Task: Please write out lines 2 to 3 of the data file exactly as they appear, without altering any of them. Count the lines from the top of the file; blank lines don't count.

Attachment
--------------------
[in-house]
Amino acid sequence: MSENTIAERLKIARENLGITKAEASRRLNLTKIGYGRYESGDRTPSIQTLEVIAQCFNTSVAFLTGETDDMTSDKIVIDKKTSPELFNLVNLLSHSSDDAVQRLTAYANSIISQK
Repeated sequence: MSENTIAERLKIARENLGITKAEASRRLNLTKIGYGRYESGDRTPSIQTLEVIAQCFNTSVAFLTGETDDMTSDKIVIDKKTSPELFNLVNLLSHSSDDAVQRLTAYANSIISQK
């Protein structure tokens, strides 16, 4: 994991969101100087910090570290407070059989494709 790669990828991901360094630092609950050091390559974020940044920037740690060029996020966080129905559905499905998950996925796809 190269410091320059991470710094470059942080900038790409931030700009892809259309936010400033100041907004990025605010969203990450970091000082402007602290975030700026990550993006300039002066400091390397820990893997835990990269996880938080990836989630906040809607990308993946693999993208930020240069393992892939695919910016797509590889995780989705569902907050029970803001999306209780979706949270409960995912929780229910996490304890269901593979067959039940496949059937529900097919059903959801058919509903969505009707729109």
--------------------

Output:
Amino acid sequence: MSENTIAERLKIARENLGITKAEASRRLNLTKIGYGRYESGDRTPSIQTLEVIAQCFNTSVAFLTGETDDMTSDKIVIDKKTSPELFNLVNLLSHSSDDAVQRLTAYANSIISQK
Repeated sequence: MSENTIAERLKIARENLGITKAEASRRLNLTKIGYGRYESGDRTPSIQTLEVIAQCFNTSVAFLTGETDDMTSDKIVIDKKTSPELFNLVNLLSHSSDDAVQRLTAYANSIISQK